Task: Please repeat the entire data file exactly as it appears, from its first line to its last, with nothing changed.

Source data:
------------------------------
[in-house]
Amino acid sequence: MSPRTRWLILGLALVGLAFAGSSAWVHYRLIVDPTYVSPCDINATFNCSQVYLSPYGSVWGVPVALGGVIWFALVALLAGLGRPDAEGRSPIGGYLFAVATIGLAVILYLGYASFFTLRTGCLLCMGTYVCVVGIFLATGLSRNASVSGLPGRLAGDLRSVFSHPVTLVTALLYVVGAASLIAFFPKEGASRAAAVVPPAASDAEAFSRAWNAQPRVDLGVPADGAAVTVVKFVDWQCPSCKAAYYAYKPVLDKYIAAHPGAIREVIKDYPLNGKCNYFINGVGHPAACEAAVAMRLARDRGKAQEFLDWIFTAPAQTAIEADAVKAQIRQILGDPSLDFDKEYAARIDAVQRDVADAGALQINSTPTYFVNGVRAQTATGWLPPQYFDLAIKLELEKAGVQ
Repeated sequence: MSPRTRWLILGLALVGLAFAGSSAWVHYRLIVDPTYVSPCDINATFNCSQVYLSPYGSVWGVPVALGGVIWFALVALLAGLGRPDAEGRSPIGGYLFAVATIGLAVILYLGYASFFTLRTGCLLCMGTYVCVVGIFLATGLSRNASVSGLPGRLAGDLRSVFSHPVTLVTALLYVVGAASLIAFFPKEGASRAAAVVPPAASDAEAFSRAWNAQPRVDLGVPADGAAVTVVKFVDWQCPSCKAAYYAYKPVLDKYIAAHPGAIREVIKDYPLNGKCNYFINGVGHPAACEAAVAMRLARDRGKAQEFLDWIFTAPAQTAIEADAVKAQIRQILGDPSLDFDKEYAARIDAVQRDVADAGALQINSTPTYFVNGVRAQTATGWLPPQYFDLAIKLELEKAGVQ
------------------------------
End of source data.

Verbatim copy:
[in-house]
Amino acid sequence: MSPRTRWLILGLALVGLAFAGSSAWVHYRLIVDPTYVSPCDINATFNCSQVYLSPYGSVWGVPVALGGVIWFALVALLAGLGRPDAEGRSPIGGYLFAVATIGLAVILYLGYASFFTLRTGCLLCMGTYVCVVGIFLATGLSRNASVSGLPGRLAGDLRSVFSHPVTLVTALLYVVGAASLIAFFPKEGASRAAAVVPPAASDAEAFSRAWNAQPRVDLGVPADGAAVTVVKFVDWQCPSCKAAYYAYKPVLDKYIAAHPGAIREVIKDYPLNGKCNYFINGVGHPAACEAAVAMRLARDRGKAQEFLDWIFTAPAQTAIEADAVKAQIRQILGDPSLDFDKEYAARIDAVQRDVADAGALQINSTPTYFVNGVRAQTATGWLPPQYFDLAIKLELEKAGVQ
Repeated sequence: MSPRTRWLILGLALVGLAFAGSSAWVHYRLIVDPTYVSPCDINATFNCSQVYLSPYGSVWGVPVALGGVIWFALVALLAGLGRPDAEGRSPIGGYLFAVATIGLAVILYLGYASFFTLRTGCLLCMGTYVCVVGIFLATGLSRNASVSGLPGRLAGDLRSVFSHPVTLVTALLYVVGAASLIAFFPKEGASRAAAVVPPAASDAEAFSRAWNAQPRVDLGVPADGAAVTVVKFVDWQCPSCKAAYYAYKPVLDKYIAAHPGAIREVIKDYPLNGKCNYFINGVGHPAACEAAVAMRLARDRGKAQEFLDWIFTAPAQTAIEADAVKAQIRQILGDPSLDFDKEYAARIDAVQRDVADAGALQINSTPTYFVNGVRAQTATGWLPPQYFDLAIKLELEKAGVQ